Cannonball

Part of the USA Today Network

Another rare document at the Columbia Historic Preservation Society

Major Granville O. Haller of the 7th U.S. Infantry commanded the defenses of York and Adams counties during the Gettysburg Campaign. He wrote this fascinating letter to Robert Crane, the Columbia, PA civilian who under Haller’s orders burned the Columbia Bridge on Sunday night, June 28, 1863, to prevent Jubal Early’s Confederate division from crossing into Lancaster County.
The document is in the collection of the Columbia Historic Preservation Society. Photograph and transcript by Scott L. Mingus, Sr. for CHPS. Used by permission.
Here is the transcript I wrote; any misinterpretations of the handwriting are mine.

The reverse of this document, which is a hand-written copy of Haller’s original note. This letter was found by Chris Vera of CHPS during the sorting and cataloging of thousands of papers donated to CHPS by M&T Bank. They are from the old First National Bank of Columbia.
Here is the transcript:
York, Pa., October 17th 1863
My Dear Mr. Crane,
Your note, of yesterday, in regard to your report respecting the destruction of the Columbia Bridge, has come to hand. I really beg your pardon for not having acknowledged the receipt of your report and answering your previous letter. One cause of my delay was, that I had sent your report with a History or Report of the enemy’s advance and our operations to defeat his crossing the Susquehanna River, to Major Genl. Couch, from whom I expected an order of commendation and thanks to all who had participated. My sudden and unexpected dismissal defeated this part of my program. Since then I have been busily engaged in preparations on removing to Washington Territory, and endeavoring to get my case investigated, and in this way lost sight of your letter. Knowing you were perfectly safe and justifiable in what had been done, I paid less attention to it, than I should if the question had been doubtful. To satisfy your mind as to your course, I extract from Genl Couch’s telegram, dated at Harrisburg June 28th, 1863, to say the following:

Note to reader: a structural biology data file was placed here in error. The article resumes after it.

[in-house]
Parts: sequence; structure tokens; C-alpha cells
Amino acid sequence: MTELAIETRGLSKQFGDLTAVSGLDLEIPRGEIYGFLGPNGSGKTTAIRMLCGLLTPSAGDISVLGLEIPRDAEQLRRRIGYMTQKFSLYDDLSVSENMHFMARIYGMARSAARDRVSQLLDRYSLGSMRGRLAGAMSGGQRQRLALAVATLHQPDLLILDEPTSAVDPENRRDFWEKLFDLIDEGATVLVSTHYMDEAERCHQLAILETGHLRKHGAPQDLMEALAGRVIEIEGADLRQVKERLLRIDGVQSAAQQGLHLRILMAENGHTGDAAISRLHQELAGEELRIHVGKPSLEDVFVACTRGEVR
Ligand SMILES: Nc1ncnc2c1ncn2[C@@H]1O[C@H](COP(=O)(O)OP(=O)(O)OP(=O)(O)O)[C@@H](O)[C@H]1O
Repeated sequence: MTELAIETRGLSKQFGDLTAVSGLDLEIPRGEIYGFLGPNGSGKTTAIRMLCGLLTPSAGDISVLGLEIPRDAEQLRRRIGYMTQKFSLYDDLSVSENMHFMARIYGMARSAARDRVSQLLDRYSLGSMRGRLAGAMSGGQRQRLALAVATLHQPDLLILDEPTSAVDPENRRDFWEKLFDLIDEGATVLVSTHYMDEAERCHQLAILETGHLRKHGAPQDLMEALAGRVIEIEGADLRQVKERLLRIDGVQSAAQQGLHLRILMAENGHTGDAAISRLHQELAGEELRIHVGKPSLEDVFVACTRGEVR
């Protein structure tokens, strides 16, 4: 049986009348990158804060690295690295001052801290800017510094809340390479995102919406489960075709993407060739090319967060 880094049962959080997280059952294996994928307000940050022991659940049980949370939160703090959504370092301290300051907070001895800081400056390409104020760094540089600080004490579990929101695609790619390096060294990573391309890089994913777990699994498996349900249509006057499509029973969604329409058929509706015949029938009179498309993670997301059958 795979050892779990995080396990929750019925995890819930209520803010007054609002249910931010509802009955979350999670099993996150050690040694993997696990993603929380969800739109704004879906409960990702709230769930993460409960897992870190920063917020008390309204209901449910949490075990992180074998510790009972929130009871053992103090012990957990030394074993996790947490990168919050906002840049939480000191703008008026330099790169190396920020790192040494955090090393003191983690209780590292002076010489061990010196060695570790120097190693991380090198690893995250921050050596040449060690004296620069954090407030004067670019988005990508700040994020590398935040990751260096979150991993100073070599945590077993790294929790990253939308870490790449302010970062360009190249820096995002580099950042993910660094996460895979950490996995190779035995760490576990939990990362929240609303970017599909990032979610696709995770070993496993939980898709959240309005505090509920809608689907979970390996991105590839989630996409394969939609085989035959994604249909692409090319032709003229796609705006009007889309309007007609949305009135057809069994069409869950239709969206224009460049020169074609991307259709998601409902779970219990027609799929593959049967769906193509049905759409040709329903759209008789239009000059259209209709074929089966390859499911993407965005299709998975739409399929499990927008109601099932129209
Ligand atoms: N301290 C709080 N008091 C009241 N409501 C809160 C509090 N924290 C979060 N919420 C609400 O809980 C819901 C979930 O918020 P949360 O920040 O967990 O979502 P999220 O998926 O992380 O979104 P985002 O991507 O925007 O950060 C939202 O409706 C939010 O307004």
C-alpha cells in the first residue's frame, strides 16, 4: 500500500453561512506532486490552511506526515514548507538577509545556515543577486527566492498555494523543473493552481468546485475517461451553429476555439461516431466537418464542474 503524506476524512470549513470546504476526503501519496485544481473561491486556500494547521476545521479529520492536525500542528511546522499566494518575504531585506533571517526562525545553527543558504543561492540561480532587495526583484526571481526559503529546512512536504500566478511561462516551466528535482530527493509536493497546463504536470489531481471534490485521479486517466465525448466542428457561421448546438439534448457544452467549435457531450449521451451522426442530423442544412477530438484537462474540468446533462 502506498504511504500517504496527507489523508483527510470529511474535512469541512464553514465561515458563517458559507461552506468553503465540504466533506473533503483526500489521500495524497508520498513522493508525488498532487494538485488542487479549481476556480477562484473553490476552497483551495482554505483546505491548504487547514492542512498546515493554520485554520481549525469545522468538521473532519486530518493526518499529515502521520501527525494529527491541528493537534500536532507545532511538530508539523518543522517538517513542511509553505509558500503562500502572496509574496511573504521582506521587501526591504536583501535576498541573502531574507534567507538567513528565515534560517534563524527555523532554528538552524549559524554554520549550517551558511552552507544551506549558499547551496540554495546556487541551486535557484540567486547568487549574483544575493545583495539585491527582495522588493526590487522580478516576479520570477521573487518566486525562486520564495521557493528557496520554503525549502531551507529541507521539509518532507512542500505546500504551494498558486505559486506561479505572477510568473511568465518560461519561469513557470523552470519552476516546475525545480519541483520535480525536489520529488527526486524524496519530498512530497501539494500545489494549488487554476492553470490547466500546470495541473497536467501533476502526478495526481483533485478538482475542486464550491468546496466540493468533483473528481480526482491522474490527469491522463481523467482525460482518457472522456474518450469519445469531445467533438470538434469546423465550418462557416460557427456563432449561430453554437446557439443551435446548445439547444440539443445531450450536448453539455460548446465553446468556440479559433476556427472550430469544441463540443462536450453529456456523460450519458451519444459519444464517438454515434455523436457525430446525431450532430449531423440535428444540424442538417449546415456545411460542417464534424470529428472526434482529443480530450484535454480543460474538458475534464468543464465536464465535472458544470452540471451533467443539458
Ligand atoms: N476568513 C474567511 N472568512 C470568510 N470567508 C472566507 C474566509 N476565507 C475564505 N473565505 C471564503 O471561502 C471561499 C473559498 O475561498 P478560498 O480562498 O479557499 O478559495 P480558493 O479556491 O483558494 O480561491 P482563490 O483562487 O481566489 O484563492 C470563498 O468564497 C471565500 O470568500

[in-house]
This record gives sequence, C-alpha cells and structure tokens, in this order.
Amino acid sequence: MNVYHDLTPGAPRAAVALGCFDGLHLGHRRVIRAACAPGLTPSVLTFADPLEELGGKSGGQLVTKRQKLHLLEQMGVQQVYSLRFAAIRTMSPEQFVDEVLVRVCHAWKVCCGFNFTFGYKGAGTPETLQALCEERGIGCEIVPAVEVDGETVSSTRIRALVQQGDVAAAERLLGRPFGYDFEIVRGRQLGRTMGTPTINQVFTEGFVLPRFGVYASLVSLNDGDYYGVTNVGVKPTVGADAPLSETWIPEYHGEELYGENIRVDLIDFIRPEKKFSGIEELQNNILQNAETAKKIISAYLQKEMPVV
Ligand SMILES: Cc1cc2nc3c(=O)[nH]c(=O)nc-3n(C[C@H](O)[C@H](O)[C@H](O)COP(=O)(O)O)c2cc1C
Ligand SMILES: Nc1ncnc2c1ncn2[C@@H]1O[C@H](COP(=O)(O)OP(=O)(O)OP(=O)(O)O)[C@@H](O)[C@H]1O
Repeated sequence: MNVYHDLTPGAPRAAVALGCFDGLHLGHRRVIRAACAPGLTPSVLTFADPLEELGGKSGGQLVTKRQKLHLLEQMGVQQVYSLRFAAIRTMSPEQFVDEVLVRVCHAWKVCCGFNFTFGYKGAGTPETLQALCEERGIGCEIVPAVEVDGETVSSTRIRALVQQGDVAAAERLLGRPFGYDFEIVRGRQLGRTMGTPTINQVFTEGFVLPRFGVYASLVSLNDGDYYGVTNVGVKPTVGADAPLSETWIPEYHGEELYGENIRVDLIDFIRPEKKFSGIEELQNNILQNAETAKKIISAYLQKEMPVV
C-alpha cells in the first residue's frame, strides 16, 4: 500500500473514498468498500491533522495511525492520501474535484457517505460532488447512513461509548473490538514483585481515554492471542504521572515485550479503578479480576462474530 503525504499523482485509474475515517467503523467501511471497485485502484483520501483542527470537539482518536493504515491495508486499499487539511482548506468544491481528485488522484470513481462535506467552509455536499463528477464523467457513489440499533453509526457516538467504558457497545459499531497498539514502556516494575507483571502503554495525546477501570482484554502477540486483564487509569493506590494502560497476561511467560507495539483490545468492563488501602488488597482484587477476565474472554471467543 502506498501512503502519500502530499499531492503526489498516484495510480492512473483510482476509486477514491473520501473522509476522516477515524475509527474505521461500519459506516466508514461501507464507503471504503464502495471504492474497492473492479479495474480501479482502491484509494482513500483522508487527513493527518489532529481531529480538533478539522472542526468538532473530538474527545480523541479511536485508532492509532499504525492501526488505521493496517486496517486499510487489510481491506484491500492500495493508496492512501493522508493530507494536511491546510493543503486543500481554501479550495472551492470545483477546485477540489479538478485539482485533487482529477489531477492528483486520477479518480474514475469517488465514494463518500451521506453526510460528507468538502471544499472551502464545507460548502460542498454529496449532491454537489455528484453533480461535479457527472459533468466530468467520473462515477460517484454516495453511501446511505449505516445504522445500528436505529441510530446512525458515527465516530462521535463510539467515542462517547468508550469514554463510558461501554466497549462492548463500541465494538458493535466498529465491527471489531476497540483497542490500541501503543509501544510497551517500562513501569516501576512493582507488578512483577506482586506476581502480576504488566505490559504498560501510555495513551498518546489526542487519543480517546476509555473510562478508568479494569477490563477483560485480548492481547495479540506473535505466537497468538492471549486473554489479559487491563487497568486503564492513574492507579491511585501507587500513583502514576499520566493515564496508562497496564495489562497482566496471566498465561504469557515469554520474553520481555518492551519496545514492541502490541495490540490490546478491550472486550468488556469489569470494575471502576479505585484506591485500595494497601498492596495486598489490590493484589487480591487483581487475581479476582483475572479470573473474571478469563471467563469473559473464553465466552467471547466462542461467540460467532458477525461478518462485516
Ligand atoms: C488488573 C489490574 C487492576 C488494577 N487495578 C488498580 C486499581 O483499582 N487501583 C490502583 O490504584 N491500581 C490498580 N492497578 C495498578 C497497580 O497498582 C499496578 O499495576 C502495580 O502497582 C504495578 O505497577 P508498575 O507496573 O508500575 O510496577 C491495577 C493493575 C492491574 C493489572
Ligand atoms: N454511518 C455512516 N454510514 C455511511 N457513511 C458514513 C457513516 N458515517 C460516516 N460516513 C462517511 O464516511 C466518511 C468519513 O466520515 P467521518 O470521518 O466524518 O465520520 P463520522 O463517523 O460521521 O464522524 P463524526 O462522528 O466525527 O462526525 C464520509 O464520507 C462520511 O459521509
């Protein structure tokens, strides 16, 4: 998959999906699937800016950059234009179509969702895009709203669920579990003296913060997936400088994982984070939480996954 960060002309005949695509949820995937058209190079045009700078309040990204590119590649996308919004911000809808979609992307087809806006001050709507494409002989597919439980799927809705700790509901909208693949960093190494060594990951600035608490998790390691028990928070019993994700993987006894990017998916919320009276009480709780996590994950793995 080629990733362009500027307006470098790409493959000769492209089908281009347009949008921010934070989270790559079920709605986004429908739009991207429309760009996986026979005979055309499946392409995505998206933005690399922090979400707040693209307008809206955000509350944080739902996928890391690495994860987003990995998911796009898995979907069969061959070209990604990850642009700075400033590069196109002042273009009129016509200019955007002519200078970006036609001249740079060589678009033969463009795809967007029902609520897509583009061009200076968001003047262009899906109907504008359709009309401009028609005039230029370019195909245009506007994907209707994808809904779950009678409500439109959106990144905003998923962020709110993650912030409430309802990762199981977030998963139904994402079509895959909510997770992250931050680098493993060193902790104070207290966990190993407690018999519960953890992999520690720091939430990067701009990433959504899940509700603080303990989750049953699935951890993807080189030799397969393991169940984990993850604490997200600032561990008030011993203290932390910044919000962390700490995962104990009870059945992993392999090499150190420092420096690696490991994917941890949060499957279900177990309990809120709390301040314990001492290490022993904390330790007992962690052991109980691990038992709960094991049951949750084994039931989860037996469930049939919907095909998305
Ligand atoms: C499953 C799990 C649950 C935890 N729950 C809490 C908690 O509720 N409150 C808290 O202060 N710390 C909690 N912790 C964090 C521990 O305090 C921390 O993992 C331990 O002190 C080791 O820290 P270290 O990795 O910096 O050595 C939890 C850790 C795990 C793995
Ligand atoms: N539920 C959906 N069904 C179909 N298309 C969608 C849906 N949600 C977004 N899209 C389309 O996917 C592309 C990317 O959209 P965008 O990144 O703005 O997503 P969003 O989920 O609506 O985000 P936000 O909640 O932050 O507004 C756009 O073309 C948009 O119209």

When you find it necessary to withdraw the main body of Frick’s command from Wrightsville leave a proper number on the other side to destroy the bridge, and use your own discretion in their destruction. Keep them open “as long as possible with prudence.”
XXXX (signed)
D. N. Couch
You are aware that I, in response, expressed my approbation, of your conduct and these who stood by you on that occasion. Your party has my warmest thanks for your service.
Independent of what I have said to you and written, the written order of Col Frick is full authority for all you have done. Every order from him was valid, unless countermanded by me by order from Major Genl Couch, who had directed me to superintend the military operations for him, in this section of country. Twice I was in Columbia and enquired for you, but had not time to stay long enough to meet you. Believe me, dear sir, I remain,
Yours truly,
G. O. Haller
(late Maj. 7th Inf & A.D.C. pro tem)
Capt Robert Crane
Engineer on Columbia & Reading R.R.
Columbia, Pa.
The above letter is a correct copy made by me from the original,
H. N. North
January 12, 1864

Bridge documents 002.jpg</form

Postwar view of the rebuilt Columbia Bridge